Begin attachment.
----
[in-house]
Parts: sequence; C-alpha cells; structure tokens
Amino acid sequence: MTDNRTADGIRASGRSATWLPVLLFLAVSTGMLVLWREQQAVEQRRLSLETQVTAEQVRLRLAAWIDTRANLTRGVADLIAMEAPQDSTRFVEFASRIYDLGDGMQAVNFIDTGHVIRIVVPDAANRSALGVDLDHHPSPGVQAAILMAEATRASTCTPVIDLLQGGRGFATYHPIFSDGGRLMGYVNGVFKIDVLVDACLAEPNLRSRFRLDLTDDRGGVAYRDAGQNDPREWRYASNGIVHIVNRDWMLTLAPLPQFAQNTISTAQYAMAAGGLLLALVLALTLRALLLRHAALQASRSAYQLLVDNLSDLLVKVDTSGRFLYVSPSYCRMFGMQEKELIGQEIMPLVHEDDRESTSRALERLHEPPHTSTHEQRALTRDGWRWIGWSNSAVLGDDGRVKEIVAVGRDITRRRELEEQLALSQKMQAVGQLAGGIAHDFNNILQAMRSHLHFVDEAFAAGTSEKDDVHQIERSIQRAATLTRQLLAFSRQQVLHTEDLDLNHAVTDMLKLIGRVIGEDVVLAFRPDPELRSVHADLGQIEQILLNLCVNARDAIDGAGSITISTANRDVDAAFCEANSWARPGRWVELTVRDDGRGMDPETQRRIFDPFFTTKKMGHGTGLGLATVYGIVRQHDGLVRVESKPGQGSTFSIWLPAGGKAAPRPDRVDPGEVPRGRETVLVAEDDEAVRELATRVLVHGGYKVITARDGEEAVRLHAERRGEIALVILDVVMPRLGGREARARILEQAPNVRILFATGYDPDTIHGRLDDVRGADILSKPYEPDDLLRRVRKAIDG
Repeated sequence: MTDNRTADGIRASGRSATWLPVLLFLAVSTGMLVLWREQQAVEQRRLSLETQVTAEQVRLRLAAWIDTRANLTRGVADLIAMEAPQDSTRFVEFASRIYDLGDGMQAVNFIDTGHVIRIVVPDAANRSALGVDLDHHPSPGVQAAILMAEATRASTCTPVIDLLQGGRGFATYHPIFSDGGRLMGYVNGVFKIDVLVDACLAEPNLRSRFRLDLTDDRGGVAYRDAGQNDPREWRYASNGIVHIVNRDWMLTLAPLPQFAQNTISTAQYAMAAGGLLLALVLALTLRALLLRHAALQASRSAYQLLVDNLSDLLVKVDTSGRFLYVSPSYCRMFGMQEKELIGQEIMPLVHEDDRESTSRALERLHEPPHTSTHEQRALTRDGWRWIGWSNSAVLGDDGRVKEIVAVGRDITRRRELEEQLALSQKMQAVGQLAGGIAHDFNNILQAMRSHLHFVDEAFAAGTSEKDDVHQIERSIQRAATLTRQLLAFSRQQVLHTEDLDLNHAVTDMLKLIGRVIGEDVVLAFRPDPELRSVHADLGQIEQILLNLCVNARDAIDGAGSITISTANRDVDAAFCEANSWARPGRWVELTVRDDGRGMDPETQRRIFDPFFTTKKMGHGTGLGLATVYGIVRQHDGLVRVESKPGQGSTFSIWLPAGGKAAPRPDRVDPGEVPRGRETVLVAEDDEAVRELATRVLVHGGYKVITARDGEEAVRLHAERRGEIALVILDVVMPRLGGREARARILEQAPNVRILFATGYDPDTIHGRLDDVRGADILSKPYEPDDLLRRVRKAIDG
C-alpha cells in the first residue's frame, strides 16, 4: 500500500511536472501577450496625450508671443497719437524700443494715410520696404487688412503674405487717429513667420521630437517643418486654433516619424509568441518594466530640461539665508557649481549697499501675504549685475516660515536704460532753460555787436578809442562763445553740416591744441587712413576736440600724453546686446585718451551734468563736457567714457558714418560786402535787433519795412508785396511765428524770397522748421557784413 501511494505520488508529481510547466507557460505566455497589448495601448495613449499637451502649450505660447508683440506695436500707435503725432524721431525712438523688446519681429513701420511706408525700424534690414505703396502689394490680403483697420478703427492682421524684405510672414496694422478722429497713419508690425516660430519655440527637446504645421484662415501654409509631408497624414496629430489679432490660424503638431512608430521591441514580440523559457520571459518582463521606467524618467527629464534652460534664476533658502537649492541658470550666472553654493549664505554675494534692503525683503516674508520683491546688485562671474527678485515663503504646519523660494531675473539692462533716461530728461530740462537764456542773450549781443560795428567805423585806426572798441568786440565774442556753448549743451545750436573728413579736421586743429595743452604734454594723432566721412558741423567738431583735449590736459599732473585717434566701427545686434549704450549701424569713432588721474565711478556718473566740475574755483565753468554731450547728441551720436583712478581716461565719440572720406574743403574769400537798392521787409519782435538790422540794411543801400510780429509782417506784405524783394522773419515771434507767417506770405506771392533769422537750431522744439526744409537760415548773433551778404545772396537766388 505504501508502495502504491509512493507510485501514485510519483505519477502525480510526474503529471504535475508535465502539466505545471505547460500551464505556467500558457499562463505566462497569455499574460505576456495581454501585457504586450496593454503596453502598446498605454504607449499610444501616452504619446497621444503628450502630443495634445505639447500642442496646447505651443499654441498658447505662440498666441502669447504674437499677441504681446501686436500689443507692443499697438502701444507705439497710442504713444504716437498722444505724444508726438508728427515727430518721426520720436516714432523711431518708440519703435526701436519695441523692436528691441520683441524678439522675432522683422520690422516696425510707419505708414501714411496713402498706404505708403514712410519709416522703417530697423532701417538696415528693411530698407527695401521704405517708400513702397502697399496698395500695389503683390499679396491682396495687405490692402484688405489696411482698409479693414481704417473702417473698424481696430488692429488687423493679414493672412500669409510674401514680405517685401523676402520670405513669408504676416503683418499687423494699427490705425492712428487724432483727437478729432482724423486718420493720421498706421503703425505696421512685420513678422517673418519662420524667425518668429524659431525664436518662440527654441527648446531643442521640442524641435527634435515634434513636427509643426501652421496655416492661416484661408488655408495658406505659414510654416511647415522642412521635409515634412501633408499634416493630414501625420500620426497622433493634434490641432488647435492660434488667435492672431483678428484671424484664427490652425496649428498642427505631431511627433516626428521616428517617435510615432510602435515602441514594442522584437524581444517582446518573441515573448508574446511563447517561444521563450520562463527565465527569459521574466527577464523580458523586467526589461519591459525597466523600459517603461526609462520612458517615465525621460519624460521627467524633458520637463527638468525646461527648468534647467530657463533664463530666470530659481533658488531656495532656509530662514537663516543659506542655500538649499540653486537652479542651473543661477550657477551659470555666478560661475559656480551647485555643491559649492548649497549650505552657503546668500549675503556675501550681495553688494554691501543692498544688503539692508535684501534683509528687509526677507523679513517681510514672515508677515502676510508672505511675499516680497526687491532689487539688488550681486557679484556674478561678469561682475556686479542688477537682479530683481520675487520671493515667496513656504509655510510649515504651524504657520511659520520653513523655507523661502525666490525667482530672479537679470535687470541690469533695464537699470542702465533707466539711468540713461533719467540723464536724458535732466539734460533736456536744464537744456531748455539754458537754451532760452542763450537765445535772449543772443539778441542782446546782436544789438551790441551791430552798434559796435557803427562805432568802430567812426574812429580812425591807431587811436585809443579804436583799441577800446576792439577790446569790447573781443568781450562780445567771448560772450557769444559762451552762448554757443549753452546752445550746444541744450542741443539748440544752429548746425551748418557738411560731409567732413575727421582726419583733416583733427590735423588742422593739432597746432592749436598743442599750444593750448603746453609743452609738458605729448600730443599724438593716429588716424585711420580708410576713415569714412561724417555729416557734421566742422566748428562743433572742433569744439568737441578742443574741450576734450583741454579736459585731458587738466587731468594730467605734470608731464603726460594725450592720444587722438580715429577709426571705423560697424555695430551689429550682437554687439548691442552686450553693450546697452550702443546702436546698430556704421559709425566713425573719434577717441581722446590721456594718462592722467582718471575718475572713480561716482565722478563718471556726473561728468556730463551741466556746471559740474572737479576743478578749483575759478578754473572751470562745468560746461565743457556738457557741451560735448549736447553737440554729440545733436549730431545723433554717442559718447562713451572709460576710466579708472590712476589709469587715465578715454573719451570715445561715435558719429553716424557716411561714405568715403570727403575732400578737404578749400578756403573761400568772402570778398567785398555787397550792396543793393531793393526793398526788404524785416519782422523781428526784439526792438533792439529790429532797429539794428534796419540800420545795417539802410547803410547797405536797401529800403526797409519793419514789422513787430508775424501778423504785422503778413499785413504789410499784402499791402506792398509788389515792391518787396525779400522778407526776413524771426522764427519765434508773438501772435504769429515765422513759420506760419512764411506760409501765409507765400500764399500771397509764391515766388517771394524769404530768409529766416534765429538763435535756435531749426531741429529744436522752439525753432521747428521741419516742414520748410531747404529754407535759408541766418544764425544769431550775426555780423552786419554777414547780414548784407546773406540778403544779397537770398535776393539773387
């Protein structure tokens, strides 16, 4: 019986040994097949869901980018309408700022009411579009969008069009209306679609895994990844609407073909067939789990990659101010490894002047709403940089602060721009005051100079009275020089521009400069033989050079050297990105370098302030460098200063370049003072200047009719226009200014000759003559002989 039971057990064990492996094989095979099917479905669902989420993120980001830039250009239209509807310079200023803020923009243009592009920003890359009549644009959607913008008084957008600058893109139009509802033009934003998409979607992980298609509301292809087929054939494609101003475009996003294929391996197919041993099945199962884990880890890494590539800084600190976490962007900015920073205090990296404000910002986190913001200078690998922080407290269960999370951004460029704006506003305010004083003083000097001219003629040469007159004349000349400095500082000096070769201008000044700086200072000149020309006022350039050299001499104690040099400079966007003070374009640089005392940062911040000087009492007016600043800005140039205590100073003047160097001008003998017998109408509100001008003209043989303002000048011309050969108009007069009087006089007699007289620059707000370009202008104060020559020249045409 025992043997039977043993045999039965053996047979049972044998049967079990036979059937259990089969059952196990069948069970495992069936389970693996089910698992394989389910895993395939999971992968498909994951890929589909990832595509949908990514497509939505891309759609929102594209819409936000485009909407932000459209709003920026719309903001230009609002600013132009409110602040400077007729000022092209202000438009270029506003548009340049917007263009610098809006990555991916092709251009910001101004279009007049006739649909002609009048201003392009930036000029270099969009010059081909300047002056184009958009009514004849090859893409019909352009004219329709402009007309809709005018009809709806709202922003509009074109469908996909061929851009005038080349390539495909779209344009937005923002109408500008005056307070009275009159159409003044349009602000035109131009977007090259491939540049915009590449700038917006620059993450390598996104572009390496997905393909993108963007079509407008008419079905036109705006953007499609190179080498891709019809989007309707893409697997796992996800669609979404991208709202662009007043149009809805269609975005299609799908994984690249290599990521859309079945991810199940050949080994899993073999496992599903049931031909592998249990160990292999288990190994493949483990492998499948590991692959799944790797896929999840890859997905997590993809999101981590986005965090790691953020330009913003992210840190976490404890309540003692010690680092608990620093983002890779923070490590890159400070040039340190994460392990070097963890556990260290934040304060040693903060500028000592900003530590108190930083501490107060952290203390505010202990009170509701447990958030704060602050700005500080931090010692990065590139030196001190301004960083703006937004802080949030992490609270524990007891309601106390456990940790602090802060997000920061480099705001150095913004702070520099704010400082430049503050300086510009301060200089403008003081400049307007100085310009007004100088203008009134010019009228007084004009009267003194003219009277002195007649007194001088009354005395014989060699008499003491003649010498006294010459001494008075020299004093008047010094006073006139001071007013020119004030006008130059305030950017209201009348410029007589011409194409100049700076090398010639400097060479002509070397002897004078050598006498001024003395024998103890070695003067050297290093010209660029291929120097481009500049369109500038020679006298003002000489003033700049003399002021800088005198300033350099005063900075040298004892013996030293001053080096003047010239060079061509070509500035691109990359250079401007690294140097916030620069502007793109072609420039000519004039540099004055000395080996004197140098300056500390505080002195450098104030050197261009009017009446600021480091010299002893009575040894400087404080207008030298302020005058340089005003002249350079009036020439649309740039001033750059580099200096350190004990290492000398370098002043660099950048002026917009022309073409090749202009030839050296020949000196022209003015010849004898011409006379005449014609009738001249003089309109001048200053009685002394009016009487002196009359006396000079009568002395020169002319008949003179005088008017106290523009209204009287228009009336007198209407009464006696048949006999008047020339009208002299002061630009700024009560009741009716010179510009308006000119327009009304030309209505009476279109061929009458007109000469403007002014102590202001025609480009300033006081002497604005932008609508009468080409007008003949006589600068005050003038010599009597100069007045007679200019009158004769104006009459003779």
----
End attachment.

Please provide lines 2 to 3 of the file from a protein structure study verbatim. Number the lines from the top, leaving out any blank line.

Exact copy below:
Parts: sequence; C-alpha cells; structure tokens
Amino acid sequence: MTDNRTADGIRASGRSATWLPVLLFLAVSTGMLVLWREQQAVEQRRLSLETQVTAEQVRLRLAAWIDTRANLTRGVADLIAMEAPQDSTRFVEFASRIYDLGDGMQAVNFIDTGHVIRIVVPDAANRSALGVDLDHHPSPGVQAAILMAEATRASTCTPVIDLLQGGRGFATYHPIFSDGGRLMGYVNGVFKIDVLVDACLAEPNLRSRFRLDLTDDRGGVAYRDAGQNDPREWRYASNGIVHIVNRDWMLTLAPLPQFAQNTISTAQYAMAAGGLLLALVLALTLRALLLRHAALQASRSAYQLLVDNLSDLLVKVDTSGRFLYVSPSYCRMFGMQEKELIGQEIMPLVHEDDRESTSRALERLHEPPHTSTHEQRALTRDGWRWIGWSNSAVLGDDGRVKEIVAVGRDITRRRELEEQLALSQKMQAVGQLAGGIAHDFNNILQAMRSHLHFVDEAFAAGTSEKDDVHQIERSIQRAATLTRQLLAFSRQQVLHTEDLDLNHAVTDMLKLIGRVIGEDVVLAFRPDPELRSVHADLGQIEQILLNLCVNARDAIDGAGSITISTANRDVDAAFCEANSWARPGRWVELTVRDDGRGMDPETQRRIFDPFFTTKKMGHGTGLGLATVYGIVRQHDGLVRVESKPGQGSTFSIWLPAGGKAAPRPDRVDPGEVPRGRETVLVAEDDEAVRELATRVLVHGGYKVITARDGEEAVRLHAERRGEIALVILDVVMPRLGGREARARILEQAPNVRILFATGYDPDTIHGRLDDVRGADILSKPYEPDDLLRRVRKAIDG